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The risk on vibes during the morning London session likely stoked demand for the higher-yielding Aussie and Kiwi, with the Aussie being the stronger of the two.

Interestingly enough, however, the safe-haven yen was also in demand and even managed to edge out the Kiwi near the end, despite the risk-on vibes. And this was likely due to the plunge in global bond yields during the session.

  • Spanish unemployment change: -61.5K vs. -58.7k expected, 7.3K previous
  • Swiss manufacturing PMI: 65.2 vs. 64.6 expected, 65.1 previous
  • German unemployment change: -29.0K vs. -13.0k expected, -20.0K previous
  • U.K. construction PMI: 52.2 vs. 52.8 expected, 53.1 previous

Major Events/Reports

U.K. construction PMI

The U.K.’s December construction PMI reading came in at 52.2, which is worse than the consensus that it would ease from 53.1 to 52.8.

And a quick reading of Markit’s commentary paints a somewhat mixed picture.

On the one hand, “residential work expanding for the sixteenth consecutive month in December,” which contributed to “the fastest upturn in new order volumes since May.”

But on the other hand, there was a “moderate fall in commercial construction, thereby continuing the downward trend seen since July.”

Moreover, Markit noted that “companies expecting a rise in output levels remained among the weakest recorded since mid-2013, which survey respondents mainly linked to worries about the wider UK economic outlook.”

On balance, therefore, Markit’s commentary actually seems tilted more towards being negative since the continued weakness in commercial construction is bad news for business investments. Also, Markit pretty much spelled out that Brexit-related  uncertainty continues to dampen investment intentions in the U.K. construction sector.

Risk appetite recovers in Europe

The major European equity indices staged a broad-based recovery today after sliding broadly lower yesterday, which is a sign that risk appetite is making a comeback.

And market analysts say that the risk-on vibes were due to positive news related to Christmas sales for British retailer next, which also boosted demand for other European retailers and improved overall risk sentiment.

Energy companies were also in demand, so recovering oil prices also likely helped to boost overall risk sentiment.

  • The pan-European FTSEurofirst 300 was up by 0.22% to 1,529.46
  • Germany’s DAX was up by 0.34% to 12,915.50
  • The blue-chip Euro Stoxx 50 was up by 0.21% to 3,492.50

U.S. equity futures were also well-supported by the risk-on vibes in Europe and hinted that risk-taking may continue into the U.S. session.

  • S&P 500 futures were up by 0.13% to 2,696.50
  • Nasdaq futures were up by 0.16% to 6,525.25

Global bond yields fall

Despite signs of returning appetite for risk in the European equity and U.S. equity futures markets, global bond yields actually took hits, with European bond yields leading the downhill charge.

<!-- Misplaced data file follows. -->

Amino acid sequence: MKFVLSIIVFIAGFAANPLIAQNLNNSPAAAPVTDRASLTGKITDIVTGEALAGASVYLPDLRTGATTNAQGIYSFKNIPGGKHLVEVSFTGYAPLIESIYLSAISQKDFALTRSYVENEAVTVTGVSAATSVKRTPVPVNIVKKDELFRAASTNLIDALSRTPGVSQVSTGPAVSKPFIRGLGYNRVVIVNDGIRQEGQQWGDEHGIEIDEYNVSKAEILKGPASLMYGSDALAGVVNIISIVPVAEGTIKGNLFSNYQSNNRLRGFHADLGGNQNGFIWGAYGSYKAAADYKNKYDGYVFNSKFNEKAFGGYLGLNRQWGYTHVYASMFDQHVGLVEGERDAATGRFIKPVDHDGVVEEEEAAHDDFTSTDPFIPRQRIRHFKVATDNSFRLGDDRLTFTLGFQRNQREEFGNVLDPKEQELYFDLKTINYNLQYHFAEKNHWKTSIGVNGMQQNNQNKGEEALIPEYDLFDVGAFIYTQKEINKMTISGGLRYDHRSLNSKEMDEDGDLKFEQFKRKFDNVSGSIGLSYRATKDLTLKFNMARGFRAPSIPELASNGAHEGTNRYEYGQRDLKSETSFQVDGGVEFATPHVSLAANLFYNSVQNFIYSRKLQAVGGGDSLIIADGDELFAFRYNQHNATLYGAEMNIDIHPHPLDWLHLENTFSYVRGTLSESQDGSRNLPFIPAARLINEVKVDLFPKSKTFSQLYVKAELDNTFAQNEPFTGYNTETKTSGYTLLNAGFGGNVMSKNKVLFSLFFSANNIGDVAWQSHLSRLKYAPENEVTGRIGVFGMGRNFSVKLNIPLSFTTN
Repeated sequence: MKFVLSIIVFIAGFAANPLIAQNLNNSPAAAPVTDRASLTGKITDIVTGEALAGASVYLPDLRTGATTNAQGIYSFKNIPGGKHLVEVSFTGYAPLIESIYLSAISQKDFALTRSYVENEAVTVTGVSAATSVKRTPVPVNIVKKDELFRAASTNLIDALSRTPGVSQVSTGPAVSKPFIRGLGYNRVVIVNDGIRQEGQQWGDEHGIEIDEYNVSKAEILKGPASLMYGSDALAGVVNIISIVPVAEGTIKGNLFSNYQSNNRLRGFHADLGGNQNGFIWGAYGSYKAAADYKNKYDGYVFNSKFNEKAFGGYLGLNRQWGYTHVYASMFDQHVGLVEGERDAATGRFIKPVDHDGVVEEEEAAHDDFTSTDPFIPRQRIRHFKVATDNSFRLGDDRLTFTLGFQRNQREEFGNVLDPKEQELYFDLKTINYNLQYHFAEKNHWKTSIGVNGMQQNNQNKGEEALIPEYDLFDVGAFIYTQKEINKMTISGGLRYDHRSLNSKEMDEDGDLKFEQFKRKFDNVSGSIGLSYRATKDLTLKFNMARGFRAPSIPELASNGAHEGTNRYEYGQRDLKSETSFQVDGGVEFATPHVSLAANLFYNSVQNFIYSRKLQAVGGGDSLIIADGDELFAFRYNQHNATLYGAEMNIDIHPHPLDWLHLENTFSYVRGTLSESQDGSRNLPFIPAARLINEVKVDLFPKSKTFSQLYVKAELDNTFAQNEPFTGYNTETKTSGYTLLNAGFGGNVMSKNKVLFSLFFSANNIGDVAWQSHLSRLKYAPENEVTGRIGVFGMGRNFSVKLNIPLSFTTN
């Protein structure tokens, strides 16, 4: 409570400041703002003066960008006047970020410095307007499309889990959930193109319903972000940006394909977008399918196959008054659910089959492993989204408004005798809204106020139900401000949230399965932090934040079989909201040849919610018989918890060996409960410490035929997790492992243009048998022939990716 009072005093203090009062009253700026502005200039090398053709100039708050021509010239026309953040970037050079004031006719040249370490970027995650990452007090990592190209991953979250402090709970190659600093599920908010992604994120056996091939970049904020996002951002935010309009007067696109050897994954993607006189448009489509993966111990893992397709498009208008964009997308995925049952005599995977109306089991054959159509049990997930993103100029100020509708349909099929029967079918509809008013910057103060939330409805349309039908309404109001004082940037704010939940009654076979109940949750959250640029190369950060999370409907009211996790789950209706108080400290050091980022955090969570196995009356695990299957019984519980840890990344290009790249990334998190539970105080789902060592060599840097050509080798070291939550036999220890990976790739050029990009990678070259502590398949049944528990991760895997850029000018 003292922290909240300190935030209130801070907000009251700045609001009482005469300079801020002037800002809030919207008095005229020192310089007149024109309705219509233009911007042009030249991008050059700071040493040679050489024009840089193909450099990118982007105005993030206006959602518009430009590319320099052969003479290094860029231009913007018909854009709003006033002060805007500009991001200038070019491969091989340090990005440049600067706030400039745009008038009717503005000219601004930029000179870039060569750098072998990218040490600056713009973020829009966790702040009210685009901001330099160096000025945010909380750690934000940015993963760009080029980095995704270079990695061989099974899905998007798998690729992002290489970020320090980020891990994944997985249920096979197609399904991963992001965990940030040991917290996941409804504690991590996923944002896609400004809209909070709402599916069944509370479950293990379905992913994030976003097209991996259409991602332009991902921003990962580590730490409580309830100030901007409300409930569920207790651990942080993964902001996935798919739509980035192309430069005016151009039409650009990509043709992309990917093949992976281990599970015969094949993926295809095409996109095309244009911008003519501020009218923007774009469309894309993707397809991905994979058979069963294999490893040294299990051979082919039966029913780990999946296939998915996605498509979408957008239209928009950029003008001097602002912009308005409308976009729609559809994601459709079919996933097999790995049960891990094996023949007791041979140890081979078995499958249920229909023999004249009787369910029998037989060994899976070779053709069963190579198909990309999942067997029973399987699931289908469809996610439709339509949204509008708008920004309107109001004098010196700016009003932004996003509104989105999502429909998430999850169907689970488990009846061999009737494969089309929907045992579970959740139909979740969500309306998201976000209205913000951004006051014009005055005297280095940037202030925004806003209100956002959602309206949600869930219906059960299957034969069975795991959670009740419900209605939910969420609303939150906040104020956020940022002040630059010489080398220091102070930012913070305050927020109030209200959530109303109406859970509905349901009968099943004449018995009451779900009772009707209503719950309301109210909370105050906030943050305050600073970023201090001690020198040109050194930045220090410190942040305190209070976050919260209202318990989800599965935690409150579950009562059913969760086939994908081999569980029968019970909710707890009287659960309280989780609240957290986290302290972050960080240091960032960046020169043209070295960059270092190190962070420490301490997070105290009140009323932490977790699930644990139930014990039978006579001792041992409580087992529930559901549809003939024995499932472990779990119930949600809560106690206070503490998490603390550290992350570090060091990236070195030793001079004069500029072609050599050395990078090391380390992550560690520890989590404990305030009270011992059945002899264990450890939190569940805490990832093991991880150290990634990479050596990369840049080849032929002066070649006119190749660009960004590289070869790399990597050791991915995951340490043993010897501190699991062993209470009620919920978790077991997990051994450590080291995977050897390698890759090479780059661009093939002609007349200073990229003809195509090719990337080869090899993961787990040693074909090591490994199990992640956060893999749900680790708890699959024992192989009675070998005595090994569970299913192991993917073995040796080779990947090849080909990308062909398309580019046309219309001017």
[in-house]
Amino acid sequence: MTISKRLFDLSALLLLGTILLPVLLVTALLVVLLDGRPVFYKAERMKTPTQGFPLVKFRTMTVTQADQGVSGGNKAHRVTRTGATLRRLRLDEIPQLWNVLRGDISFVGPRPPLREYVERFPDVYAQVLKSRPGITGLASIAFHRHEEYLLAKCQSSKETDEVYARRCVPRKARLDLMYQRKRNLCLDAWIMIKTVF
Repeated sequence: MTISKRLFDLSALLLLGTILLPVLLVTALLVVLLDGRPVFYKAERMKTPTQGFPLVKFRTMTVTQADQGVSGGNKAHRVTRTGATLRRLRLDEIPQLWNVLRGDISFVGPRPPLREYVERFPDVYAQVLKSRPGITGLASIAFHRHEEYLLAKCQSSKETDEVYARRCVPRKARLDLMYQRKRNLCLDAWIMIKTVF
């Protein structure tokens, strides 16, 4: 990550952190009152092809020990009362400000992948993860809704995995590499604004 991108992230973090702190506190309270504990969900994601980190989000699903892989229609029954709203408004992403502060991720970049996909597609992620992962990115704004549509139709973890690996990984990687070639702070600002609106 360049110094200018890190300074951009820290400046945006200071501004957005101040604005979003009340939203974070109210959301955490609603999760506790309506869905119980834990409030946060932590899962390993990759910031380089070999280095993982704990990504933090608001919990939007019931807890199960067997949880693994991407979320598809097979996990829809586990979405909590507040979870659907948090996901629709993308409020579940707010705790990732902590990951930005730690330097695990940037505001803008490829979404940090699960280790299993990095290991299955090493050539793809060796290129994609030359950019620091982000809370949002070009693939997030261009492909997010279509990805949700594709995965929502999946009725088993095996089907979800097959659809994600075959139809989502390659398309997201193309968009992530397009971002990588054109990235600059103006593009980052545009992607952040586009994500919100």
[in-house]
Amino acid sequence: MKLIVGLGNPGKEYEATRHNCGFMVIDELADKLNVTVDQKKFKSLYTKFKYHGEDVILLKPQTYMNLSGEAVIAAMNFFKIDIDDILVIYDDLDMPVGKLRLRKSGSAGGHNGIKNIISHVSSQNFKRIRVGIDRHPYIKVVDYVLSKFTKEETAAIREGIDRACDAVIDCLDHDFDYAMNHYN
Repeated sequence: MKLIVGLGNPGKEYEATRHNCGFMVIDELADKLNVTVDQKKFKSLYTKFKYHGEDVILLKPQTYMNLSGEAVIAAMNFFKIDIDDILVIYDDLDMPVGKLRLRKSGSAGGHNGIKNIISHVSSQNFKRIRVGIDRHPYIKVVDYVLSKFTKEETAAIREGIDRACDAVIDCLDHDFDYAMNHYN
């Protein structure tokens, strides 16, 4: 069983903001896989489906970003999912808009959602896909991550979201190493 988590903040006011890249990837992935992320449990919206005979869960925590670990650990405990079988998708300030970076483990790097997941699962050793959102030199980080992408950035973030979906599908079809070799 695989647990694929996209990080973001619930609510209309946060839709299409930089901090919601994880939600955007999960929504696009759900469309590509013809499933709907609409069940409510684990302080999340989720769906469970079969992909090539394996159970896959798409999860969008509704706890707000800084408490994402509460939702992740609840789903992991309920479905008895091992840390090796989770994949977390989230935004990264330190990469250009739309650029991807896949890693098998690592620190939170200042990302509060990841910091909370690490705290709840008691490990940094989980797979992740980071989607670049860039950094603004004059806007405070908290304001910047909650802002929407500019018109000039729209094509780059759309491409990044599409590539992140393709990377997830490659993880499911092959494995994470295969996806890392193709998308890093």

And according to market analysts, bond yields took a dive during the morning London session because the European Union’s Markets in Financial Instrument Directive II (Mifid II) will take effect starting today and investors were supposedly uncertain on how the new rules will affect the bond market.

  • German 10-year bond yield down by 6.71% to 0.429%
  • French 10-year bond yield down by 4.96% to 0.779%
  • U.K. 10-year bond yield down by 4.11% to 1.235%
  • Spanish 10-year bond yield down by 3.16% to 1.564%
  • Italian 10-year bond yield down by 3.19% to 2.032%
  • U.S. 10-year bond yield down by 0.51% to 2.453%
  • Canadian 10-year bond yield down by 0.53% to 2.070%

Major Market Mover(s):

AUD

The higher-yielding Aussie ruled over all during the morning London session, likely because the Aussie (as well as the Kiwi) got a boost from the risk-friendly environment. It also probably helped that gold was able to cling on to its gains despite the Greenback’s recent rise.

AUD/USD was up by 12 pips (+0.17%) to 0.7833, AUD/CAD was up by 18 pips (+0.18%) to 0.9807, AUD/CHF was up by 38 pips (+0.50%) to 0.7642

JPY

The safe-haven yen managed to edge out the higher-yielding Kiwi and even gave the Aussie a run for its money, even though risk-taking was the name of the game during the morning London session.

Bonds yields were down, though, and yen pairs were very likely taking directional cues from those.

USD/JPY was down by 10 pips (-0.09%) to 112.25, GBP/JPY was down by 46 pips (-0.31%) to 152.26, CHF/JPY was down by 50 pips (-0.43%) to 115.04

CHF

The Swissy is considered a safe-haven currency as well. Unlike the yen, however, the Swissy doesn’t really take directional cues from bond yields, so the Swissy bore  the full brunt of the risk-on vibes and was the worst-performing currency of the morning London session.

USD/CHF was up by 33 pips (+0.34%) to 0.9756, EUR/CHF was up by 24 pips (+0.21%) to 1.l730, GBP/CHF was up by 15 pips (+0.11%) to 1.3233

Watch Out For:

  • 3:00 pm GMT: U.S. construction spending (0.5% expected, 1.4% previous)
  • 3:00 pm GMT: ISM’s U.S. manufacturing PMI (steady at 58.2 expected)
  • 7:00 pm GMT: FOMC meeting minutes will be released